Canada at risk as tech salaries soar, study says
U.S. paycheques are rising faster as skills shortage grows
Karyn Standen The Ottawa Citizen
The high-tech skills shortage in Canada and the U.S. is getting worse, and Canadian companies might be the biggest losers because U.S. firms can offer fatter salaries to attract the cream of the scarce technology talent, a new report says.
The study, Salary Increases, 1997-1999 – Informatics Occupational Skills Streams, was released yesterday by two Ottawa research firms, The Software Human Resource Council and Personnel Systems.
The report says employers in both countries paid technology professionals such as programmers and developers an average of 10 to 12 per cent more in the past two years, beating out average wage increases found in other industrial sectors.
That, the report goes on to say, shows “that both Canada and the U.S. are continuing to experience shortages of highly skilled professionals in the information technology sector Ã‰ because above-average salaries can be attributed to employers’ needing to attract workers whose skills are in high demand.”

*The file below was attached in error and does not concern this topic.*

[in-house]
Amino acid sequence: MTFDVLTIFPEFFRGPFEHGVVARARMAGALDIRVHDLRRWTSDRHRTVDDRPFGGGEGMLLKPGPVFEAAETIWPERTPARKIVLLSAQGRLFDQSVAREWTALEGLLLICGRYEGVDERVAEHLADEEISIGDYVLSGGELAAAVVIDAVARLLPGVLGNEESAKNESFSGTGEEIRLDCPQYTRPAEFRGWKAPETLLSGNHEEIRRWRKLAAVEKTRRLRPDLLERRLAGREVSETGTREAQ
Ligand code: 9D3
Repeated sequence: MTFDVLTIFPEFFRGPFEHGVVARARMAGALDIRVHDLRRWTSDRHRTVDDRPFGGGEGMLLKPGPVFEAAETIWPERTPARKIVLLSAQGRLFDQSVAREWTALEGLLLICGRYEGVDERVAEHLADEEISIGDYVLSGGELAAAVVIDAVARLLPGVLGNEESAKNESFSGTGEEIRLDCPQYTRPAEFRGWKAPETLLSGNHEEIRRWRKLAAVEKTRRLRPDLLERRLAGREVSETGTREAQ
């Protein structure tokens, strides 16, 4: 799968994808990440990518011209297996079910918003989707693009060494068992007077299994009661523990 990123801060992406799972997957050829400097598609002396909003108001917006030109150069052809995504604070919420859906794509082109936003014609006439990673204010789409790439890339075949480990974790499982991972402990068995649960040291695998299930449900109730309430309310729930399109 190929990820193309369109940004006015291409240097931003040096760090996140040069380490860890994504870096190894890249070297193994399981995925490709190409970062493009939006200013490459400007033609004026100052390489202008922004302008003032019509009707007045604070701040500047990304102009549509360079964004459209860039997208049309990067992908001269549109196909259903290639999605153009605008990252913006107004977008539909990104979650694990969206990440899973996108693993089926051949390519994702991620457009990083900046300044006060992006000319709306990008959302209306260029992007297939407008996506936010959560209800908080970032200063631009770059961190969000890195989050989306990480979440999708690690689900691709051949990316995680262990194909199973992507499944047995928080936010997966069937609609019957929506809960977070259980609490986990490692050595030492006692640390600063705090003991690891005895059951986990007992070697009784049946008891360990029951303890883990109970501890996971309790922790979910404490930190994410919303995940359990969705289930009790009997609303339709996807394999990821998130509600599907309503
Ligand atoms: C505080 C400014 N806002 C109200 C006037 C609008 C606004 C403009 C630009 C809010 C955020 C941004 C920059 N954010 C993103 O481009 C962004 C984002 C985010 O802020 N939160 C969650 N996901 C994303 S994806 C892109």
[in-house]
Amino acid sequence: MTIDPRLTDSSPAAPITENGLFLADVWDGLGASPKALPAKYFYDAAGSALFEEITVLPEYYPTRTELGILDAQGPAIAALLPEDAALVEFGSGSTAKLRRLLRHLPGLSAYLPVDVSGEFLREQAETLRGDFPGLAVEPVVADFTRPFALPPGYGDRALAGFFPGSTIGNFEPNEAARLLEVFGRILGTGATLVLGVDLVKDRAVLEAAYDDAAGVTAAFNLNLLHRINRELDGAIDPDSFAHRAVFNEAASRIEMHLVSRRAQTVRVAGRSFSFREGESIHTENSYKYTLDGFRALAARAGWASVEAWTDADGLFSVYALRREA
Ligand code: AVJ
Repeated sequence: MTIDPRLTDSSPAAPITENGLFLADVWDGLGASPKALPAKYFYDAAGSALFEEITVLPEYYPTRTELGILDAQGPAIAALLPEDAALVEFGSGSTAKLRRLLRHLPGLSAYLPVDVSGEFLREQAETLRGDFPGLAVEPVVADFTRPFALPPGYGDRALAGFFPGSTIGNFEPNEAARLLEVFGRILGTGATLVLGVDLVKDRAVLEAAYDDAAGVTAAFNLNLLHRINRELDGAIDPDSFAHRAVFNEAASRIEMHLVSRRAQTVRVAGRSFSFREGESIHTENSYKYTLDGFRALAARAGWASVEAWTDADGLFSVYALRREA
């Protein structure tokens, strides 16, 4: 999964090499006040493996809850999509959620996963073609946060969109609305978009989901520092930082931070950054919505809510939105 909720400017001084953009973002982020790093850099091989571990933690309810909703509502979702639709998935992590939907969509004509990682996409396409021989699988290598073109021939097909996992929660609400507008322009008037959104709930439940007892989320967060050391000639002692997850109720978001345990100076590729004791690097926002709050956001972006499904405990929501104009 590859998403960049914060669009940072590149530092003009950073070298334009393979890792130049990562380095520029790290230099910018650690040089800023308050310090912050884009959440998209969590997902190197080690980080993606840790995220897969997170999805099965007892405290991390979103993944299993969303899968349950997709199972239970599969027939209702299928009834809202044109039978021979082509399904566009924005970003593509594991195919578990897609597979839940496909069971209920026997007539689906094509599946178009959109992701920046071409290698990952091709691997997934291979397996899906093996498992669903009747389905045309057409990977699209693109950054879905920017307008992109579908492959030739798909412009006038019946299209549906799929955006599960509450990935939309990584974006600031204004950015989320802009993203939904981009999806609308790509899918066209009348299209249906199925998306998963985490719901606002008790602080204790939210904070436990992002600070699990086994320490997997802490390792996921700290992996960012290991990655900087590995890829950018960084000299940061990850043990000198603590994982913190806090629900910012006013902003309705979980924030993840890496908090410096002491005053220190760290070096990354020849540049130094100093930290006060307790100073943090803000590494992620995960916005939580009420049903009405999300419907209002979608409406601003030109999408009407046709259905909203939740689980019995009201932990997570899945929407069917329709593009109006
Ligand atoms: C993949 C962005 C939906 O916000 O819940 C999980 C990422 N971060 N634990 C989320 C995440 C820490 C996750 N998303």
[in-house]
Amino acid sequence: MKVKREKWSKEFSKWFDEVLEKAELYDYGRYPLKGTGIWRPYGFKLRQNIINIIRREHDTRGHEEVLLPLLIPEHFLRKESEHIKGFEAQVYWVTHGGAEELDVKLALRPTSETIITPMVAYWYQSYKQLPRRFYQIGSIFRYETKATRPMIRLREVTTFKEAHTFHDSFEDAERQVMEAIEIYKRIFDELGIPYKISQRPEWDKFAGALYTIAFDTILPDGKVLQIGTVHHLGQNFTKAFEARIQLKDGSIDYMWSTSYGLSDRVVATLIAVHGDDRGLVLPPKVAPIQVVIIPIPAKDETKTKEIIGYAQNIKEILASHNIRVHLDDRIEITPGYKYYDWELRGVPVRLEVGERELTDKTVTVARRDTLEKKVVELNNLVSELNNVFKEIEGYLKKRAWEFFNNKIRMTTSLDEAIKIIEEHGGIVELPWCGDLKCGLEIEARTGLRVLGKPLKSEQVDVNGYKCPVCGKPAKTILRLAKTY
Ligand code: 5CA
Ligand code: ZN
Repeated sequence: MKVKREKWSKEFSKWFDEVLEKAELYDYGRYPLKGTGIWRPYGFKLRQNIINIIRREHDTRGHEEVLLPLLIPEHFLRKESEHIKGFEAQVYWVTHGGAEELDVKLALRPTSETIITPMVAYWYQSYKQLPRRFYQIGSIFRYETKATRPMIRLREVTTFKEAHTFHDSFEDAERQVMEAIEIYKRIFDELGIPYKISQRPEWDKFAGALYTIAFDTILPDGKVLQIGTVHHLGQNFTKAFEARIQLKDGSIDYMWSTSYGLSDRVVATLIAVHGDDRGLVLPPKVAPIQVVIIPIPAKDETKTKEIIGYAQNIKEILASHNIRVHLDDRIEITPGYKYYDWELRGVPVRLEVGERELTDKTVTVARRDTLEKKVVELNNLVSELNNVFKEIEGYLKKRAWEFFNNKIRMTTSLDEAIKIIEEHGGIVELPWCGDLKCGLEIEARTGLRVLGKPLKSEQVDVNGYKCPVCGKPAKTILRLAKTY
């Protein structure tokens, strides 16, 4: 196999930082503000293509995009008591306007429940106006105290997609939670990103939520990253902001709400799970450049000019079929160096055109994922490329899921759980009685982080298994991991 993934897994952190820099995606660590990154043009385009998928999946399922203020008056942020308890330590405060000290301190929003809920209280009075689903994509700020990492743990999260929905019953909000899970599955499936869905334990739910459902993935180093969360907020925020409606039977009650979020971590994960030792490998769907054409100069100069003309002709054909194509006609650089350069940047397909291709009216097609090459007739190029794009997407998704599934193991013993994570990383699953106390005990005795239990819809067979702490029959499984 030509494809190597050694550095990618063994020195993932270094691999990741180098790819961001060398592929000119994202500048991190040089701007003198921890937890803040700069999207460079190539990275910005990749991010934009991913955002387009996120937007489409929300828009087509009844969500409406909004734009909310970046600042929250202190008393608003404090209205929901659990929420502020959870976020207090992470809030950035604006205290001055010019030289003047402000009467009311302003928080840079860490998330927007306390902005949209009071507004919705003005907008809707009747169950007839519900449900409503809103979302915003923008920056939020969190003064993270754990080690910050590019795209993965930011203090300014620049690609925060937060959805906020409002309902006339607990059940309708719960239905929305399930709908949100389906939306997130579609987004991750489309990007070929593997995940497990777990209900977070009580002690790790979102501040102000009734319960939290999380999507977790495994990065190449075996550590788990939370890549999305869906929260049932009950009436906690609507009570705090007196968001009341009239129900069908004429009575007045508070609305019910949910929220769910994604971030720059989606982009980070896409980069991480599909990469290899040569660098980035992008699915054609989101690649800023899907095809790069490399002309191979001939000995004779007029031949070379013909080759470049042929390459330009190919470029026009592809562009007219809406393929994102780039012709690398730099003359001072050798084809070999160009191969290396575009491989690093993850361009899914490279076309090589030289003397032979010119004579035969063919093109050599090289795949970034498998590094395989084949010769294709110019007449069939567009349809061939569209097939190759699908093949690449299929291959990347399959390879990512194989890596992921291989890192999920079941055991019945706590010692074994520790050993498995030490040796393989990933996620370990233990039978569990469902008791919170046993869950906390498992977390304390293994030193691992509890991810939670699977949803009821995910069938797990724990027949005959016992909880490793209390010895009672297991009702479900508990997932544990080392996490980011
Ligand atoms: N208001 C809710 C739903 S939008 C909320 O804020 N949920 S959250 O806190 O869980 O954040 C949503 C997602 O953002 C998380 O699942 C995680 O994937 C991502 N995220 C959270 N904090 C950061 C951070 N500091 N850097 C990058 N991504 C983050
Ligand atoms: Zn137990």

Canada might be at the greatest risk because “IT positions in the U.S. can be seen as becoming increasingly attractive to highly skilled Canadian IT workers, given higher U.S. salaries –paid in U.S. dollars — generous incentive packages, preferential tax treatment and the active promotion of challenging work environments by U.S. firms.”
“We have a problem,” Robyn Gordon, director of communications at the Software Human Resource Council, said of Canadian companies trying to compete with U.S. firms for highly trained technology workers.
While Canadian companies have in the past largely kept pace with high- tech salary increases offered by U.S. firms, U.S. wages for key skills, such as systems development and design, are beginning to outstrip those offered in Canada. That, she says, means “the potential … is there” that Canadian companies might reach a point where they can no longer keep up with U.S. wage increases.
When that might happen is “difficult to predict,” she added.
Even so, Canadian companies must assume the increased costs of trying to match U.S. wages, warned Paul Swinwood, president of the resource council.
“Canada is part of a global economy, and if we’re going to be competing globally, we’ll have to grow in step with the biggest user of these skills, the Americans.”
The study the council called “the first Canada-U.S. salary comparison of its kind,” looked at 24 high-tech occupations, such as systems analyst, developer and programmer.
Mr. Swinwood said more analysis is needed to determine ongoing skills shortage trends.
——– Original Message ——– Subject: Canada at risk as tech salaries soar Date: Thu, 03 Jun 1999 08:57:59 -0700 From: Lina Arseneault
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